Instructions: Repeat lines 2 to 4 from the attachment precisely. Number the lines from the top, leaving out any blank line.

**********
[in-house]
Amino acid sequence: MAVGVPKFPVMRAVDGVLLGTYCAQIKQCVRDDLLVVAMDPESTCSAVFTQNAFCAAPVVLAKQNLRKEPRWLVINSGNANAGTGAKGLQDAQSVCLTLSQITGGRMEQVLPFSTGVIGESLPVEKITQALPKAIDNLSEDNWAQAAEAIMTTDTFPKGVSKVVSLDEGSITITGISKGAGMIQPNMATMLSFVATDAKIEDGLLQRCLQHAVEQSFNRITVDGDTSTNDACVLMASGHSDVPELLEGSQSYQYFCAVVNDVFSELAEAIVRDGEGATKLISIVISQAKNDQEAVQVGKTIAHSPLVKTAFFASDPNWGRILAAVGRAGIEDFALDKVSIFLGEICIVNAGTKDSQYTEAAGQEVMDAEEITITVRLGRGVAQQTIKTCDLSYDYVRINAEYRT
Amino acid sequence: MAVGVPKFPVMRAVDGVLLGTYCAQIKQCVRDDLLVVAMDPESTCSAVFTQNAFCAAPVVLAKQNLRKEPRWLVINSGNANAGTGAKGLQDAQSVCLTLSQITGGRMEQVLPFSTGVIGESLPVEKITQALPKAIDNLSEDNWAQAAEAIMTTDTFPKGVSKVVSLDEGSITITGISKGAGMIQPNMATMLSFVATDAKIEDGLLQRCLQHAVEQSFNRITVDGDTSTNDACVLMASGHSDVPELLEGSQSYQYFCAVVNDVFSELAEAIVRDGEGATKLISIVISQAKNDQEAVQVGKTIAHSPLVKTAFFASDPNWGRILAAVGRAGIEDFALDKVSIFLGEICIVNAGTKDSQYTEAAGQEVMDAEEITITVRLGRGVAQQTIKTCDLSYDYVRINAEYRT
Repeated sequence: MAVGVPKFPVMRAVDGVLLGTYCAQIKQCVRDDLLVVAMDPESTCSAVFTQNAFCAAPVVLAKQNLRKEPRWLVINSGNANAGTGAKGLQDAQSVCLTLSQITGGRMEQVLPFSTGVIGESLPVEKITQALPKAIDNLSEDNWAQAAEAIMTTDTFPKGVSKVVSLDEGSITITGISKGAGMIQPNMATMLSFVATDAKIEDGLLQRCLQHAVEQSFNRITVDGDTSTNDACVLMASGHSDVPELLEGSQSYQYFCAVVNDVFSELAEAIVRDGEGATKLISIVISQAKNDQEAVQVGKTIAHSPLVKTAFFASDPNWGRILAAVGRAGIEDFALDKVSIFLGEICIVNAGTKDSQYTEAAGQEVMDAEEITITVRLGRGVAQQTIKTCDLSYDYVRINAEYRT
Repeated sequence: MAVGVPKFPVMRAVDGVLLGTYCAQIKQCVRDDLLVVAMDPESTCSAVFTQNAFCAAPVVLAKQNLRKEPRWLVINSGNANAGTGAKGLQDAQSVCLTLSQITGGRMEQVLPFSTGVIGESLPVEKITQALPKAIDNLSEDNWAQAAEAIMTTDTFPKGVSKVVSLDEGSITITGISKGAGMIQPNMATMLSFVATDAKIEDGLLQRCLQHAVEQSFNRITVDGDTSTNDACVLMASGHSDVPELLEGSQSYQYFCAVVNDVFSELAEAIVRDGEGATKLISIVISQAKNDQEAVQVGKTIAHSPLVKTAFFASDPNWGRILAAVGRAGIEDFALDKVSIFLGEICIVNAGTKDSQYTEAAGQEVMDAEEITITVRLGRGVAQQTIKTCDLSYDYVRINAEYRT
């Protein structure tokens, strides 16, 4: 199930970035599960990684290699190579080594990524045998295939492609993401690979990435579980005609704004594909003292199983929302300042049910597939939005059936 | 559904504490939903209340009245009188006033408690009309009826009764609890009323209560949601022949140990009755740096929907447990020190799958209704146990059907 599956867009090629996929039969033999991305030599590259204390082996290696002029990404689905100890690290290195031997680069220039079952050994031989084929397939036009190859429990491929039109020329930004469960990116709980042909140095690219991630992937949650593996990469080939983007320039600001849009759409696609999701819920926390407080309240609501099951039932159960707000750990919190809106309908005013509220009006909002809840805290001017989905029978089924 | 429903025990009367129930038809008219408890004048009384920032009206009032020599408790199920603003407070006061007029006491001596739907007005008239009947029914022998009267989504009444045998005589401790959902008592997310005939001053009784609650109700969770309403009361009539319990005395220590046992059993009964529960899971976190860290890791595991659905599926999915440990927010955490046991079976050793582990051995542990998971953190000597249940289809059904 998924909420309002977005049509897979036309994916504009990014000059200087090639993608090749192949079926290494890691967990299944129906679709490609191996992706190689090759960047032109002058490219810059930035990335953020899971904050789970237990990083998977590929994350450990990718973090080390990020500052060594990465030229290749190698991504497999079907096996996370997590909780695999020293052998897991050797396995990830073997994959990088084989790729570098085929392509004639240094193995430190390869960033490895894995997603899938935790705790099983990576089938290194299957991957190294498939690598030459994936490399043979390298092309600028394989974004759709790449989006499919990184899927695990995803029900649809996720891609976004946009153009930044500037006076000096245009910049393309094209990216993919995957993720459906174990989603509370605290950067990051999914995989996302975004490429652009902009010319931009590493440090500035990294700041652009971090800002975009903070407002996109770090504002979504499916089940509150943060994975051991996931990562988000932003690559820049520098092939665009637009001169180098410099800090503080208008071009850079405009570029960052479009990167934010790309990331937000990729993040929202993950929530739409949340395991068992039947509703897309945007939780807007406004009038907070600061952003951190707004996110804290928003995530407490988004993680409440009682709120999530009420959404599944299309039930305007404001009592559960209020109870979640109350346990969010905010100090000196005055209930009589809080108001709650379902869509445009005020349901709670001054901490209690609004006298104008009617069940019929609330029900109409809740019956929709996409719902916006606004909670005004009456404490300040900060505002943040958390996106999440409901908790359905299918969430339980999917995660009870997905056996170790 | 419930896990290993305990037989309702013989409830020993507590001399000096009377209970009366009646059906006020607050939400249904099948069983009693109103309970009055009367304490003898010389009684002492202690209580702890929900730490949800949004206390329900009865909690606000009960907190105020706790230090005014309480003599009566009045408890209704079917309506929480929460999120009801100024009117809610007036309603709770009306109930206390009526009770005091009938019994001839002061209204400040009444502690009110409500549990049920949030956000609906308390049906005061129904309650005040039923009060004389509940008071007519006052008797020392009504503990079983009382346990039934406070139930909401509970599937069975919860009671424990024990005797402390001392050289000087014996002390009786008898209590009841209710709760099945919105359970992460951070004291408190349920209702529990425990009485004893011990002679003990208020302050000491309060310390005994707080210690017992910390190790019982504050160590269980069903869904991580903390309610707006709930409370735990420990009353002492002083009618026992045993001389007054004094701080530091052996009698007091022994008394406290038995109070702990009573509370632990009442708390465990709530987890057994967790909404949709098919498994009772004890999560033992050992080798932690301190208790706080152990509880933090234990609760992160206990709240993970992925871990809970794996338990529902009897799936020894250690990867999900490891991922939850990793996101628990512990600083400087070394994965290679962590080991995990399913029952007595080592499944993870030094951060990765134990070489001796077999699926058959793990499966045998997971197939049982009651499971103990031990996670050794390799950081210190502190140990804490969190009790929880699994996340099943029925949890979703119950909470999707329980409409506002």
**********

Amino acid sequence: MAVGVPKFPVMRAVDGVLLGTYCAQIKQCVRDDLLVVAMDPESTCSAVFTQNAFCAAPVVLAKQNLRKEPRWLVINSGNANAGTGAKGLQDAQSVCLTLSQITGGRMEQVLPFSTGVIGESLPVEKITQALPKAIDNLSEDNWAQAAEAIMTTDTFPKGVSKVVSLDEGSITITGISKGAGMIQPNMATMLSFVATDAKIEDGLLQRCLQHAVEQSFNRITVDGDTSTNDACVLMASGHSDVPELLEGSQSYQYFCAVVNDVFSELAEAIVRDGEGATKLISIVISQAKNDQEAVQVGKTIAHSPLVKTAFFASDPNWGRILAAVGRAGIEDFALDKVSIFLGEICIVNAGTKDSQYTEAAGQEVMDAEEITITVRLGRGVAQQTIKTCDLSYDYVRINAEYRT
Amino acid sequence: MAVGVPKFPVMRAVDGVLLGTYCAQIKQCVRDDLLVVAMDPESTCSAVFTQNAFCAAPVVLAKQNLRKEPRWLVINSGNANAGTGAKGLQDAQSVCLTLSQITGGRMEQVLPFSTGVIGESLPVEKITQALPKAIDNLSEDNWAQAAEAIMTTDTFPKGVSKVVSLDEGSITITGISKGAGMIQPNMATMLSFVATDAKIEDGLLQRCLQHAVEQSFNRITVDGDTSTNDACVLMASGHSDVPELLEGSQSYQYFCAVVNDVFSELAEAIVRDGEGATKLISIVISQAKNDQEAVQVGKTIAHSPLVKTAFFASDPNWGRILAAVGRAGIEDFALDKVSIFLGEICIVNAGTKDSQYTEAAGQEVMDAEEITITVRLGRGVAQQTIKTCDLSYDYVRINAEYRT
Repeated sequence: MAVGVPKFPVMRAVDGVLLGTYCAQIKQCVRDDLLVVAMDPESTCSAVFTQNAFCAAPVVLAKQNLRKEPRWLVINSGNANAGTGAKGLQDAQSVCLTLSQITGGRMEQVLPFSTGVIGESLPVEKITQALPKAIDNLSEDNWAQAAEAIMTTDTFPKGVSKVVSLDEGSITITGISKGAGMIQPNMATMLSFVATDAKIEDGLLQRCLQHAVEQSFNRITVDGDTSTNDACVLMASGHSDVPELLEGSQSYQYFCAVVNDVFSELAEAIVRDGEGATKLISIVISQAKNDQEAVQVGKTIAHSPLVKTAFFASDPNWGRILAAVGRAGIEDFALDKVSIFLGEICIVNAGTKDSQYTEAAGQEVMDAEEITITVRLGRGVAQQTIKTCDLSYDYVRINAEYRT